Interviewing people about “flow” can sometimes be difficult. The first couple minutes involves explaining what flow is. Well, flow is the mental state of operation in which a person performing an activity is fully immersed in a feeling of energized focus, full involvement, and enjoyment in the process of the activity. In essence, flow is characterized by complete absorption in what someone does.
Most people have that one sport or one game they love. Some others even seemed stumped by the question. It’s scary to think our body functions and we “lose track of time” and have a sense of timelessness.
You may see a person in flow and not even realize it. I’m sure most teachers love what they do so much they get into a sense of flow. You never know if the mailman is fully absorbed in his job. Everybody has their own “flow” and some people do not even realize they have a “flow.” Gardeners, sanitation workers, artists, scholars, poets, athletes, and businessmen all may have different flows, and all have found one thing in their life that they simply could not live without it.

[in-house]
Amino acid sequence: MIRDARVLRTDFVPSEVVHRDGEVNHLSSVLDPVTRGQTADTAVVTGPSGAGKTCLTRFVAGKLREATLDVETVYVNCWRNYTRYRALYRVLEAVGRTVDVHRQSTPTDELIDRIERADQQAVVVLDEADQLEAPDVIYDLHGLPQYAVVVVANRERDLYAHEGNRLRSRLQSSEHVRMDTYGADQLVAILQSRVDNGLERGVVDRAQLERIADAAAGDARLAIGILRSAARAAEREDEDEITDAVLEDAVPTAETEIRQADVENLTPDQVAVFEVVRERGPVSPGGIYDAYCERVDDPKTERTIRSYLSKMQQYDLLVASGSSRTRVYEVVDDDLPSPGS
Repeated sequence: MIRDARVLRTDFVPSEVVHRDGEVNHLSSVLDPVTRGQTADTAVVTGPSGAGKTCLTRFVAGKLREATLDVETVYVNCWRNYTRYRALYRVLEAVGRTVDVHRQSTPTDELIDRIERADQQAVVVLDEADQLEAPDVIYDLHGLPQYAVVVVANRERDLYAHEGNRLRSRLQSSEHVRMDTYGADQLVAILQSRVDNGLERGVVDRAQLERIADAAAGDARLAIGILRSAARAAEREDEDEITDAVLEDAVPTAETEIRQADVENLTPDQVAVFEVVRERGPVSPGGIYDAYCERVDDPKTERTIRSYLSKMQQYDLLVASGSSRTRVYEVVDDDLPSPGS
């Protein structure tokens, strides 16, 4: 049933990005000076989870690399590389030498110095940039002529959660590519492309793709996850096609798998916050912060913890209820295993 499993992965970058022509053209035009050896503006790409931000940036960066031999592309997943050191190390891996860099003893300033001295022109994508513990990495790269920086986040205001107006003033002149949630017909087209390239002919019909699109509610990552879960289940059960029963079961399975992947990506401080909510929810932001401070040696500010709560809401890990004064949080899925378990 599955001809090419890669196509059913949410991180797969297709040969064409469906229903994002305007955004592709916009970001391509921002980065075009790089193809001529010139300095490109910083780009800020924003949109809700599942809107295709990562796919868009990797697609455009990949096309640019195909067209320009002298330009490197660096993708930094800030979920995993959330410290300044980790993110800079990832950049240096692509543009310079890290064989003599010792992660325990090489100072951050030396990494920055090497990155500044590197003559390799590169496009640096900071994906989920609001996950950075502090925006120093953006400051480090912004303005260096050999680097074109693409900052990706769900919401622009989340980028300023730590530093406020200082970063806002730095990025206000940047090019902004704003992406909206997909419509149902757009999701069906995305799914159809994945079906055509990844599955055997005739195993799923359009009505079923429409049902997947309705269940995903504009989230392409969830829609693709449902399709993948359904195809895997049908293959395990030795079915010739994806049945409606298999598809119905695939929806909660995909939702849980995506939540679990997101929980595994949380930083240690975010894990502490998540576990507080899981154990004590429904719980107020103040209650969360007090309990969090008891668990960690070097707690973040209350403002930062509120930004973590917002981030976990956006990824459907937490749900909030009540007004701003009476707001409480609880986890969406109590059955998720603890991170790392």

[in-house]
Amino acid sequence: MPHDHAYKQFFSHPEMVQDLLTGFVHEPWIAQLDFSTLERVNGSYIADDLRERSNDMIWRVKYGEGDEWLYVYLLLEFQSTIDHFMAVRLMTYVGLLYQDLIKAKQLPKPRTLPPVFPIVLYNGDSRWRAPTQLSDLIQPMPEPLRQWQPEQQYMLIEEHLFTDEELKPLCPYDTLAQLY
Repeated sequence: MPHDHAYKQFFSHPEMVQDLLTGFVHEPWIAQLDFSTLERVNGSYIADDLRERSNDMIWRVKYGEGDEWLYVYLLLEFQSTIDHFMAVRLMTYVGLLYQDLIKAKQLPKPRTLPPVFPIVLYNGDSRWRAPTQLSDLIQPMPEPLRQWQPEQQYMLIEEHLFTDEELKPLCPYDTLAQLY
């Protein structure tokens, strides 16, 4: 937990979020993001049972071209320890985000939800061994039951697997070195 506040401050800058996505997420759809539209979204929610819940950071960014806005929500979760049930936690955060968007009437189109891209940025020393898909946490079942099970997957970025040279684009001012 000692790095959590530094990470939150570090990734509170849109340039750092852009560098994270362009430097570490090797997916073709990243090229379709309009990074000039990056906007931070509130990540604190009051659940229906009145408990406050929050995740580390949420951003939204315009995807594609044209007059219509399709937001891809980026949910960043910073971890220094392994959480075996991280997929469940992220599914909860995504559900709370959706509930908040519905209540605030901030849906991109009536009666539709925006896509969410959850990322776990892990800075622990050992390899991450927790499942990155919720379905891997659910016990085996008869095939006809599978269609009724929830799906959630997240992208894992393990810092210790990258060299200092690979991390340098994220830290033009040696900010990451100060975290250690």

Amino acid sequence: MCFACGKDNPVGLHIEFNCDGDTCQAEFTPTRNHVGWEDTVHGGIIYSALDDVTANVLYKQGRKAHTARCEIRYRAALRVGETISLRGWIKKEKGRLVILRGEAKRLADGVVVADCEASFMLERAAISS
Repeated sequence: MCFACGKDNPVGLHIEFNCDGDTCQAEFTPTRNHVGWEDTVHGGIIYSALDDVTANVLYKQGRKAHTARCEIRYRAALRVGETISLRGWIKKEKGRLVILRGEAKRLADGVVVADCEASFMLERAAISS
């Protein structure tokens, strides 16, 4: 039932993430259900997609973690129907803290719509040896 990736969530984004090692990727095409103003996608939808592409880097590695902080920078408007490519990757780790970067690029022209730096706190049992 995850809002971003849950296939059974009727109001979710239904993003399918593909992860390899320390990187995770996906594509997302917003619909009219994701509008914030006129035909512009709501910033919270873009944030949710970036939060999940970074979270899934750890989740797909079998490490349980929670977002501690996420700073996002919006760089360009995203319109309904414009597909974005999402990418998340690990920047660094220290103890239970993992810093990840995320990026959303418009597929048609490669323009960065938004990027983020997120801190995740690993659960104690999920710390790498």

Personally, I get into a flow sitting down at the potter’s wheel. Three-hour open studios go by in a blink of an eye, and after school from 3-5 is even faster. I zone out everything around me and focus on the clay ball spinning in front of me.
It is almost funny to think that I put this much effort into making a drinking vessel or a pitcher when I own so many of these at home. I’m not sure that I enjoy the finished product and using my pieces as much as I enjoy the atmosphere of the studio and the relaxation of throwing a bowl. There isn’t a word to describe the feeling of putting a piece into the kiln to glaze it and seeing it come out. You can predict glazes, but there is nothing for certain. These are the things I enjoy so much that I could do without an end.